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Longterm impact of .NET

And now for something completely different (sorry, trolls):
As I understood, with .NET it doesn't really matter which programming language you use, since in the end you'll get MSIL anyway. Furthermore you can derive from .NET components no matter if they're programmed in C#, VB.NET, C++ with Managed Extensions...
Do you think this will change the way we use different programming languages. Is it just a question of personal "taste"?
What about using different programming languages within the same project?

Thursday, March 21, 2002

it is a matter of personal taste to some extent already.  .NET makes it a difference of degree rather than kind, it might exacerbate a trend that exists already-but it won't create a sea change (let me qualify it as "in my opinion"). 

i've read a crap-load of .NET articles in the past month or so.  my impression that it will be an evolutionary advance-rather than a revolutionary breakthrough (makes things we do today far easier, rather than a whole new paradigm).  so i think it will be a factor in the evolution of specialized programming languages (for instance, Perl is traditionally a language geared toward regexp and command line tools-but now they have visual Perls-Java added regexp in 1.4, and so forth) developing into general purpose languages that reflects a convergence in function though a maintenance of stylistic differences. 

personally, i can't live without {} and ;, so i know where i stand.

Razib Khan
Thursday, March 21, 2002

The 'Language Independant' aspect of .Net isn't new.  In ASP you can use either VBScript or Javascript.  You can even add PHP or Perlscript.

The strange thing is that everybody uses VBScript.

This has always puzzled me.  At my place we have to use VBScript on our ASP code, company standard.  Yet we also have to use Javascript on the client code.

Surely it makes more sense to use Javascript at both ends - then you have to deal with only one language.  As it stands I'm switching between the two, which isn't ideal.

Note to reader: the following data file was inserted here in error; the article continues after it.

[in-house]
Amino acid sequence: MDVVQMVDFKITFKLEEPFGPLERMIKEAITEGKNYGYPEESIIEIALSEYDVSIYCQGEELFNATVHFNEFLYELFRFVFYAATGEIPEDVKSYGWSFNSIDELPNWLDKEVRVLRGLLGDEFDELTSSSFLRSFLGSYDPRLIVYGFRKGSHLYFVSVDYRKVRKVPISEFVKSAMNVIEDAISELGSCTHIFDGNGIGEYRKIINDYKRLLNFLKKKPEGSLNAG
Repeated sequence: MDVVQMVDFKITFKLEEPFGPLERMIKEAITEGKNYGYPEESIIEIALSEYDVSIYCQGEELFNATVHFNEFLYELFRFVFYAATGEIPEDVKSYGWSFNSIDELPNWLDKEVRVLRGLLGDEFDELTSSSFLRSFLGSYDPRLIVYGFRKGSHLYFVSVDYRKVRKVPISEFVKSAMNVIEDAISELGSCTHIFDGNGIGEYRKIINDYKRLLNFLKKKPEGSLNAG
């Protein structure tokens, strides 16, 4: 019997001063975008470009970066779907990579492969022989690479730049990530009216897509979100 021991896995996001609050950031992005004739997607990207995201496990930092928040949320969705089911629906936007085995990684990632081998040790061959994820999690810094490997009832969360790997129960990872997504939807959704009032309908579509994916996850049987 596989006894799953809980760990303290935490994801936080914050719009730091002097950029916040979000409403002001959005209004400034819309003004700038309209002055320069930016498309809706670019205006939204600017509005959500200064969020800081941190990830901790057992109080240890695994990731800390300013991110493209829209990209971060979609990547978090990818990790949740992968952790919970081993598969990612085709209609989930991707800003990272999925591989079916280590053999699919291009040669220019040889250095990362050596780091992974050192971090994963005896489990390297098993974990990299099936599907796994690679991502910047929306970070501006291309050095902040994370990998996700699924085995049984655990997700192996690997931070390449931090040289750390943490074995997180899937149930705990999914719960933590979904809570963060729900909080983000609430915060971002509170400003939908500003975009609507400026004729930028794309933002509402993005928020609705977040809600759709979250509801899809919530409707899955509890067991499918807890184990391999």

So I think that everybody will just use C#, because thats the recommended language, except for those that have migrated using VB.NET.

Ged Byrne
Thursday, March 21, 2002

Your choice of language may also depend on what everybody else is using. For instance if there are thousands of tutorials on every aspect of programming in C#, but developing in JScript on the .NET platform isn't well documented, you may find developing in C# easier.

Thursday, March 21, 2002

If there's anything new in the .NET approach to multiple languages, it's that you can use the languages very closely together. It's more than just being able to call a function written in C# from a VB .NET client; you can actually subclass a C# class with VB .NET code. If there's another system that offers this, it's news to me (though I wouldn't be surprised). This is much deeper language integration than just hosting multiple script engines in classic ASP.

On the other hand, the "language independence" has been blown a bit out of proportion by Microsoft's PR machine. The design of the CLR (Common Language Runtime) imposes some limits on what a language can do and still be a first-class .NET language.

Plus, how often do you NEED to derive a class from someone else's source code in another language?

As to the long-term impact...too soon to tell, of course. I switch back and forth between C# and VB .NET depending on the project. But then, I've done that in other language for years, before .NET appeared on the scene.